The virtual microscope of Medtech start-up Cytomine (based in Liège), which specialises in collaborative IT solutions in the field of digital pathology, has been selected as part of the French digital innovation project PATIM. The National Veterinary School of Toulouse (ENVT) carried out the project with the aim of providing all veterinary students in France with support to reinforce their learning. Thanks to this Walloon technological innovation, future veterinarians will be able to observe scanned tissue slides on their screen as precisely as with a classic optical microscope.
The PATIM (Transdisciplinary Learning Project through digital imaging for clinical veterinary training) project "aims to use the potential of digital teaching innovation and technological developments in image processing to benefit veterinary education. This platform aims to facilitate and reinforce students' acquisition of fundamental and clinical knowledge as well as analytical skills and the diagnostic approach, through practice in a fun and interactive virtual situation," explains Ms Raymond-Letron, professor of veterinary pathological anatomy and histology, coordinator and leader of the PATIM project at the ENVT.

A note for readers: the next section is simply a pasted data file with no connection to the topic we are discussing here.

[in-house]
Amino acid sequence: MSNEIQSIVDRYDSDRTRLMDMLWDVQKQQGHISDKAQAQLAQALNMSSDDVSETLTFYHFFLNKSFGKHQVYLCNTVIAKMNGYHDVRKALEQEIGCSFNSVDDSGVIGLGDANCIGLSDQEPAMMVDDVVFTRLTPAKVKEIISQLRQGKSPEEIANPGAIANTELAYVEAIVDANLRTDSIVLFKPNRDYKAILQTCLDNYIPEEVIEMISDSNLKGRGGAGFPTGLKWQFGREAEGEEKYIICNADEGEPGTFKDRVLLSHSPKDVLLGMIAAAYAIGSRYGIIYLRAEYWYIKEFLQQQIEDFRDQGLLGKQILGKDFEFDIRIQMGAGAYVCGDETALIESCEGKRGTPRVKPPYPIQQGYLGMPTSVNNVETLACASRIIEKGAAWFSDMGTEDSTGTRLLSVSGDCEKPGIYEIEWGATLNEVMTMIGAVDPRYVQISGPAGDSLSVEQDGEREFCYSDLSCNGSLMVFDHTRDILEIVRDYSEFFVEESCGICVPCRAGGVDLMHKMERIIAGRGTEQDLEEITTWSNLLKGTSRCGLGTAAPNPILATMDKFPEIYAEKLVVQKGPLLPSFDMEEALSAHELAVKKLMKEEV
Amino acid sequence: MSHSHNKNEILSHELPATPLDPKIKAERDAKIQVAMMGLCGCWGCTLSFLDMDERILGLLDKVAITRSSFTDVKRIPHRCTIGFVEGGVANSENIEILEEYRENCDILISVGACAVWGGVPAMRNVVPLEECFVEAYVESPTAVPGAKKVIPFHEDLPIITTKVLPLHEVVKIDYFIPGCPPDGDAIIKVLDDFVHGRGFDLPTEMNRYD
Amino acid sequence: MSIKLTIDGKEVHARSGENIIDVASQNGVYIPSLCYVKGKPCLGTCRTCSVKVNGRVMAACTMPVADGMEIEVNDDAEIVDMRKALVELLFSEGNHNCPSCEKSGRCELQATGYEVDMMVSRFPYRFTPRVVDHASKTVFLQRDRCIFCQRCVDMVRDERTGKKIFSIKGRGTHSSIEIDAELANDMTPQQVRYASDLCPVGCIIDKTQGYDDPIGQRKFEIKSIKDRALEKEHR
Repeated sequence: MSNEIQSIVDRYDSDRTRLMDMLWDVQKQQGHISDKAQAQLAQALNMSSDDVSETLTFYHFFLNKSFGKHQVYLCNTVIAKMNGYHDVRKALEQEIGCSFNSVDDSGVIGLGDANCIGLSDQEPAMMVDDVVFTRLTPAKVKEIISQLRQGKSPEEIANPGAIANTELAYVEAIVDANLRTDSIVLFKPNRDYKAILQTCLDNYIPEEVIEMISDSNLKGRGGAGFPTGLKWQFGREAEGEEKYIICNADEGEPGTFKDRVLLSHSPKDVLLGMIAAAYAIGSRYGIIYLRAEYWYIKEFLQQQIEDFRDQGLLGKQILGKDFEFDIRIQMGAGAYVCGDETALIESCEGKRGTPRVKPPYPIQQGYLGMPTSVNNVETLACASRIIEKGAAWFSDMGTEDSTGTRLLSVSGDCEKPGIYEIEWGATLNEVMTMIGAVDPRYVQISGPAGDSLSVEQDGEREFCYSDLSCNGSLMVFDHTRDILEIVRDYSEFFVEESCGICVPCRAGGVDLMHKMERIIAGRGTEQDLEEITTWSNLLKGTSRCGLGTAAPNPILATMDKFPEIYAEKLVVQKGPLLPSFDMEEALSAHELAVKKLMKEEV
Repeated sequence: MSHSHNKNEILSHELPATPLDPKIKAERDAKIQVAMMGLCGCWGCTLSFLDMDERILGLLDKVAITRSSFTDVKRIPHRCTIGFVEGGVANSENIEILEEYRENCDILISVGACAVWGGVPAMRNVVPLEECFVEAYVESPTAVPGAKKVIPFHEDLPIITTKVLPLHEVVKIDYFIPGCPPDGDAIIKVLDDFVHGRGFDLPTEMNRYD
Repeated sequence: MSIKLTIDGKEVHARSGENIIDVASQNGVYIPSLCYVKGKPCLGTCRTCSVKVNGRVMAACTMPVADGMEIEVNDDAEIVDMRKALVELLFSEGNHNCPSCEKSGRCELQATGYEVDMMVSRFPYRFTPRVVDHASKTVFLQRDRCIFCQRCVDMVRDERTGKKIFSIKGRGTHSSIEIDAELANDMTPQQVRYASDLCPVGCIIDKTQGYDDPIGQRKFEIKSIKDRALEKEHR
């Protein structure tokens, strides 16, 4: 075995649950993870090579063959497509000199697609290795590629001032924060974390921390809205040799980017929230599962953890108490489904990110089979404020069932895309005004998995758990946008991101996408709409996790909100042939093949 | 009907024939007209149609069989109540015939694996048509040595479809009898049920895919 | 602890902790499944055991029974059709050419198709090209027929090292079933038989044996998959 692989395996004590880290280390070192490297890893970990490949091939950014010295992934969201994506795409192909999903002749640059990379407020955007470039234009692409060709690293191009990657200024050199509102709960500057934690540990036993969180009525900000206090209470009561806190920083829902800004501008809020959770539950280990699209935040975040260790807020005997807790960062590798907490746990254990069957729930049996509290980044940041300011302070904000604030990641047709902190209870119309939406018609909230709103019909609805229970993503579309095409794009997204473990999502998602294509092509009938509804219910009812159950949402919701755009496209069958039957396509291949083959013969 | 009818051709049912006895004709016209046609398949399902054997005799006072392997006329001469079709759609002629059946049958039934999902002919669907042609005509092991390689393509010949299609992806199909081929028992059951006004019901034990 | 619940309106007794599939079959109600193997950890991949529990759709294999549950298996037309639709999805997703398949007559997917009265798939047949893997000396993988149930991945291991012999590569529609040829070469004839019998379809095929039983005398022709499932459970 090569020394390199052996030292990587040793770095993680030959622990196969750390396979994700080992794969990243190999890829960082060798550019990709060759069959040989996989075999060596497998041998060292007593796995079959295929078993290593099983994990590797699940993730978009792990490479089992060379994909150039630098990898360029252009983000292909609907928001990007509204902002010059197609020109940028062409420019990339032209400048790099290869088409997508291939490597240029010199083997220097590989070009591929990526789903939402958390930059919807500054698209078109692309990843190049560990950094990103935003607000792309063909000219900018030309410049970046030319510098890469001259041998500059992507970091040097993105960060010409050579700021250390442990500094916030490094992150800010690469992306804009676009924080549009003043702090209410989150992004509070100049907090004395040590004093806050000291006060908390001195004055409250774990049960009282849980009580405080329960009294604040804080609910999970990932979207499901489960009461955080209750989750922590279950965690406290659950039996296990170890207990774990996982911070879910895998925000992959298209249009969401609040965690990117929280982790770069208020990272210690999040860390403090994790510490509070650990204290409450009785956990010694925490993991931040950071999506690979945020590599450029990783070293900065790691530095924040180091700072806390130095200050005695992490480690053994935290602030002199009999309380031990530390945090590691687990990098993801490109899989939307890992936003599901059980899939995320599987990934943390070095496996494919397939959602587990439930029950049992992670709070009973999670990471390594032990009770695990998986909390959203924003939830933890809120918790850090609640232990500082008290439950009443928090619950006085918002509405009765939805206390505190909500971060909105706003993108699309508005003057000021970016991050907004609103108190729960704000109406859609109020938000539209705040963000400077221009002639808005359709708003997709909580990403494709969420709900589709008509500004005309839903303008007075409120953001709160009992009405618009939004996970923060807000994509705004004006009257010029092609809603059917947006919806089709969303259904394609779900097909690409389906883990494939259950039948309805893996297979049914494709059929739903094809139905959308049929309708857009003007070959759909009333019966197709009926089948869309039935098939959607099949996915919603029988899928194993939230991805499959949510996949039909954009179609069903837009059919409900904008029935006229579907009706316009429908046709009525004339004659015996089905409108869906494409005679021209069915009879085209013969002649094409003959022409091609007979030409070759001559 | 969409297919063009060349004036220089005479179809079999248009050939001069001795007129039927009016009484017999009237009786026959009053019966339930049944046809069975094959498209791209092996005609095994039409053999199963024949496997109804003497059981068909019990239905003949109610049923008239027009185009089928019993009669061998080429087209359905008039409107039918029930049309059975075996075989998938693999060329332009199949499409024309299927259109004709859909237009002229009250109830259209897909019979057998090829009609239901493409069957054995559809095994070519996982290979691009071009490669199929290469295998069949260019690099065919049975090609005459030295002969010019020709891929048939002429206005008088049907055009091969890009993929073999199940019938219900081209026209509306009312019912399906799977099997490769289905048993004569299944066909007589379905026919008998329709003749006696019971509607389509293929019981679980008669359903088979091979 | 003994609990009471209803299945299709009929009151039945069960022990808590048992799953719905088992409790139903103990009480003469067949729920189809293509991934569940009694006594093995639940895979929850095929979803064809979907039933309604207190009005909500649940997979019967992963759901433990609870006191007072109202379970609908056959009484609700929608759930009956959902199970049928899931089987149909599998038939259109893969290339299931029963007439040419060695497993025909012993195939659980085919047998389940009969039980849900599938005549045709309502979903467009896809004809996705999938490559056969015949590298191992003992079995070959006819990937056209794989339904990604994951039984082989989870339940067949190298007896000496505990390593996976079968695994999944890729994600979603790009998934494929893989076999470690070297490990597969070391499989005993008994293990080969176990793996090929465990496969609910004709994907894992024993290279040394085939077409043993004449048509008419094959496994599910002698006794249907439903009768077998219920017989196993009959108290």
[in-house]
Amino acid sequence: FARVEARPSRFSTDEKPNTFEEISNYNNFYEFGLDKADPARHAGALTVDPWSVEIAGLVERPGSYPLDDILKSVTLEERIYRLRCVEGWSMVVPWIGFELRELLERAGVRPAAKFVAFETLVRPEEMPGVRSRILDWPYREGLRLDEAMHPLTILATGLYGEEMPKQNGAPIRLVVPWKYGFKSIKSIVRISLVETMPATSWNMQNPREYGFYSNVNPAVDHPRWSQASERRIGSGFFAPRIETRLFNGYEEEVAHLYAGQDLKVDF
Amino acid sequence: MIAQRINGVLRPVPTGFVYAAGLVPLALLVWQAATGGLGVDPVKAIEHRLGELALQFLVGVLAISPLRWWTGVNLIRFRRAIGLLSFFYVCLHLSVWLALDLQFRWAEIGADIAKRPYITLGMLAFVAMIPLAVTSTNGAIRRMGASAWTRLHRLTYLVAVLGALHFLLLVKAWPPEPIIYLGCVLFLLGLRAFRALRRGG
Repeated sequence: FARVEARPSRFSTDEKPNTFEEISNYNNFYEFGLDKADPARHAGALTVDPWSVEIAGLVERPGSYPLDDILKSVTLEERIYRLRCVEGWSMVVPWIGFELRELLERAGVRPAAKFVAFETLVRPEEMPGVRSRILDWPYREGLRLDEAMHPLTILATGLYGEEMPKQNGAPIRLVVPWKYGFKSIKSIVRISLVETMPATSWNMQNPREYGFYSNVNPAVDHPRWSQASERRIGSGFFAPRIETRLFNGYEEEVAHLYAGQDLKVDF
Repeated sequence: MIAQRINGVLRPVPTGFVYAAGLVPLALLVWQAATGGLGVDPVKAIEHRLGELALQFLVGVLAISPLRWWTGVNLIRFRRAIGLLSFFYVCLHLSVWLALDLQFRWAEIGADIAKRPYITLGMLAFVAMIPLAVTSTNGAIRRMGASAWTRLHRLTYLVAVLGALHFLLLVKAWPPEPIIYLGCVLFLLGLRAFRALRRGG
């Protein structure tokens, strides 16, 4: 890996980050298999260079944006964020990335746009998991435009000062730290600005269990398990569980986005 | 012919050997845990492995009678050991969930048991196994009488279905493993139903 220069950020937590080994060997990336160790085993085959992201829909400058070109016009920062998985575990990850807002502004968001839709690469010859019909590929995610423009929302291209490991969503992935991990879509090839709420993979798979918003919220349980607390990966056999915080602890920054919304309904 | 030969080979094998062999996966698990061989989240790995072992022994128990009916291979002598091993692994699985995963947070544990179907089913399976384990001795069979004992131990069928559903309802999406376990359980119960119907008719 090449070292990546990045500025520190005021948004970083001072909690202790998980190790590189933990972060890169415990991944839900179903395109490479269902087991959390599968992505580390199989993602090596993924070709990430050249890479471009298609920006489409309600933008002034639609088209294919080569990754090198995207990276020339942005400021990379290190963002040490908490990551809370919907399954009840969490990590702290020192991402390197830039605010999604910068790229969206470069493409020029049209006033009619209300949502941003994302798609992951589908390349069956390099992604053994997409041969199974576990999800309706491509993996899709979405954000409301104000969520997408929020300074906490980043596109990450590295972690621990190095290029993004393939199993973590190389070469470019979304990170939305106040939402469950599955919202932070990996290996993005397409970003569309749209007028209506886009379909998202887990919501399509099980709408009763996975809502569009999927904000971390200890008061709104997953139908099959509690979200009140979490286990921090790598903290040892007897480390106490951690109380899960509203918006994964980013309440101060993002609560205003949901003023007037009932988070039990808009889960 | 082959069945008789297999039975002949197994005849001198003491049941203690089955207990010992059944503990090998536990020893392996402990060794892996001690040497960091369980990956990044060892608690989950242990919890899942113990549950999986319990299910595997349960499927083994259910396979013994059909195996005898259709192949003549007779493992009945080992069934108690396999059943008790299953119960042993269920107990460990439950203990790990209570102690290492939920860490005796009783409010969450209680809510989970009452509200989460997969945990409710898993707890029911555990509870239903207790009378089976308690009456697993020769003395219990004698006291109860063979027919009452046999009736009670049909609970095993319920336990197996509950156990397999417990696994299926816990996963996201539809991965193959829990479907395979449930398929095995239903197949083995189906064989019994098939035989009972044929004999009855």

In this context, the virtual microscope developed by the Liège-based start-up Cytomine has been selected to offer a new educational dimension to students at four French veterinary schools (Alfort, Lyon, Nantes and Toulouse). Students will have access to a single platform, accessible from anywhere, at any time, as simply as connecting to a website. The Cytomine web interface makes it possible to share very high resolution images online and offers the same navigation parameters in the tissue as the magnifications of a microscope. Cytomine also offers the benefits of being able to annotate images and share content, thus also enhancing collaborative work between students.
Specialising in digital pathology in the field of biomedical imaging, Cytomine, through its web platform that hosts a powerful and modular artificial intelligence engine, offers an innovative and collaborative solution that is available anywhere at any time. The software developed by the Liège-based spin-off allows scientists to share and analyse images without any limitations in terms of size or format (up to multi-gigapixels), all in an environment that facilitates collaborative work. Cytomine also develops machine learning algorithms adapted to the demands and needs of its customers.